The battery plays an important role in the proper operation of the furnace. Keeping lead-acid batteries watered and fully charged will prevent many furnace-related problems. Inspect furnace ducting that is above floor level for damage, such as crushed ducting or obstructions that could affect furnace operation. Make sure the furnace air return is not blocked or restricted. Test the operation of the furnace before the day arrives when you actually need it. Have a certified technician test your LP-gas system annually for proper appliance operating pressure and leaks.
5. Inspect all safety devices and replace all dry-cell batteries
Carbon monoxide is deadly. Test the CO detector, LP-gas leak detector and smoke alarm for proper operation every time you use your motorhome. Instruct individuals on symptoms and what to do if they are exposed to carbon monoxide or if they hear LP-gas leak detector alarms. Replace all dry-cell batteries when you change the settings on your clocks in the spring and fall. Make sure you have a charged fire extinguisher on hand and that you and other adults know how to operate it.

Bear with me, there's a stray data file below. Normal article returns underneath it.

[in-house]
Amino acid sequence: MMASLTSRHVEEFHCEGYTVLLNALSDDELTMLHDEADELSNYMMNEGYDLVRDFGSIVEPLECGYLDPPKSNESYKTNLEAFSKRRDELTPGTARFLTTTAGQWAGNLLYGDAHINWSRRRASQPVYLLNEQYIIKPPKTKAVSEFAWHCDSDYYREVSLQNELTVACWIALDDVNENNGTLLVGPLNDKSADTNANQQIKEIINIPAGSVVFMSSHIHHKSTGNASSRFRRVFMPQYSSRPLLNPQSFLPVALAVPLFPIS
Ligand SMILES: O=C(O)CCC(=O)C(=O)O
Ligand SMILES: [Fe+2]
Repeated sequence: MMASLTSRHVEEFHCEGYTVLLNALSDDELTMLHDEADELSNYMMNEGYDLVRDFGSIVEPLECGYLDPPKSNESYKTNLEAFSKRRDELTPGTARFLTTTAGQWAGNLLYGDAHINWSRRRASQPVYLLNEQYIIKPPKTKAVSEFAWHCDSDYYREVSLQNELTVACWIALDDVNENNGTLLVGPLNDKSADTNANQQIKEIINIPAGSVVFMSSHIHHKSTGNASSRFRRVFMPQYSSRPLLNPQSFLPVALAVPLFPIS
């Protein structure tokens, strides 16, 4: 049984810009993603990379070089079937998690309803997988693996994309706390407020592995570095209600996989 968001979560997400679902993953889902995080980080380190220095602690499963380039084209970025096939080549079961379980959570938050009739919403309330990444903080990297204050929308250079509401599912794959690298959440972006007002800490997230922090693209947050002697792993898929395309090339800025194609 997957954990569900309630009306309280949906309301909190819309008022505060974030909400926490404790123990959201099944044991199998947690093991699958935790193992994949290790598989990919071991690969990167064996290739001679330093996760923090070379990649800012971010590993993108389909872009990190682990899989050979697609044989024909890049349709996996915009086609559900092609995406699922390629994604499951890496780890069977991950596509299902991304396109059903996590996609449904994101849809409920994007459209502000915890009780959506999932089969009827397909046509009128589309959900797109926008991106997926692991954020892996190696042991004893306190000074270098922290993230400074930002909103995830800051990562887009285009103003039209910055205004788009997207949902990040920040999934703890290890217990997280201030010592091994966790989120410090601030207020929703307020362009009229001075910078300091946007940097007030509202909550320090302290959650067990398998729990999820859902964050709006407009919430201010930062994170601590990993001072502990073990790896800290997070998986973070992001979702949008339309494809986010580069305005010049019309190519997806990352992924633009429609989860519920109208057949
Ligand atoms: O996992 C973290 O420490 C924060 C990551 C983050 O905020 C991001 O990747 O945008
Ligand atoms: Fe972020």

6. Clean, inspect and reseal your motorhome roof as necessary
Not that this is directly related to fall or winter use, but I like to inspect the roof twice a year, at a minimum, and I think spring and fall are good times of the year to make these checks.
Note: Exercise caution any time you work on the roof of your motorhome. The roof surface can be slippery and a fall can result in serious injury, or worse.